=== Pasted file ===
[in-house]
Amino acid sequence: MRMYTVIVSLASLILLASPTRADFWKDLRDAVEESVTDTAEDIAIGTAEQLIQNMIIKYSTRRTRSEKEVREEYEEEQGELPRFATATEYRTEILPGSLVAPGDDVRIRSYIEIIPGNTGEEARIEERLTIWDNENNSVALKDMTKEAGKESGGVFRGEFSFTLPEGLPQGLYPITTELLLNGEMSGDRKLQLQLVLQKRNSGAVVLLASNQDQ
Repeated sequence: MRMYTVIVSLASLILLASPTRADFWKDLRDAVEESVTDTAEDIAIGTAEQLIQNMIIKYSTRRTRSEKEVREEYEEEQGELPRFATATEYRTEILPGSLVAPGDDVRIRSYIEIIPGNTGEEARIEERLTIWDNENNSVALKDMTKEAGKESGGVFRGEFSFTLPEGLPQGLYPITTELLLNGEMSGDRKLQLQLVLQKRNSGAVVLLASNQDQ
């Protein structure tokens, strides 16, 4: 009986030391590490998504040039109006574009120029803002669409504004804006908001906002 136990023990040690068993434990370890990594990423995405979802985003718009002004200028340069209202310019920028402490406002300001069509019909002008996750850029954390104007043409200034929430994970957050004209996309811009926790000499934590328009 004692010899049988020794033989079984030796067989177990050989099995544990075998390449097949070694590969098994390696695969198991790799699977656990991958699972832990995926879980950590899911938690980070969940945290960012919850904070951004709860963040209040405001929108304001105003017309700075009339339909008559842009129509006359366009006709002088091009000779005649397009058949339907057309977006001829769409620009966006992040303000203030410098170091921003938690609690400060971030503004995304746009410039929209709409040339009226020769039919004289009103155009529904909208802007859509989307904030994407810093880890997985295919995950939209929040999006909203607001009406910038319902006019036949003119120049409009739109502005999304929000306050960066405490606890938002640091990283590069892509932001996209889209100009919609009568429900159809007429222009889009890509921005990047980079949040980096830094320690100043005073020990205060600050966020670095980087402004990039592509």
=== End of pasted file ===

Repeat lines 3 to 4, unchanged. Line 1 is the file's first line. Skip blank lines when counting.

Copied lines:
Repeated sequence: MRMYTVIVSLASLILLASPTRADFWKDLRDAVEESVTDTAEDIAIGTAEQLIQNMIIKYSTRRTRSEKEVREEYEEEQGELPRFATATEYRTEILPGSLVAPGDDVRIRSYIEIIPGNTGEEARIEERLTIWDNENNSVALKDMTKEAGKESGGVFRGEFSFTLPEGLPQGLYPITTELLLNGEMSGDRKLQLQLVLQKRNSGAVVLLASNQDQ
């Protein structure tokens, strides 16, 4: 009986030391590490998504040039109006574009120029803002669409504004804006908001906002 136990023990040690068993434990370890990594990423995405979802985003718009002004200028340069209202310019920028402490406002300001069509019909002008996750850029954390104007043409200034929430994970957050004209996309811009926790000499934590328009 004692010899049988020794033989079984030796067989177990050989099995544990075998390449097949070694590969098994390696695969198991790799699977656990991958699972832990995926879980950590899911938690980070969940945290960012919850904070951004709860963040209040405001929108304001105003017309700075009339339909008559842009129509006359366009006709002088091009000779005649397009058949339907057309977006001829769409620009966006992040303000203030410098170091921003938690609690400060971030503004995304746009410039929209709409040339009226020769039919004289009103155009529904909208802007859509989307904030994407810093880890997985295919995950939209929040999006909203607001009406910038319902006019036949003119120049409009739109502005999304929000306050960066405490606890938002640091990283590069892509932001996209889209100009919609009568429900159809007429222009889009890509921005990047980079949040980096830094320690100043005073020990205060600050966020670095980087402004990039592509």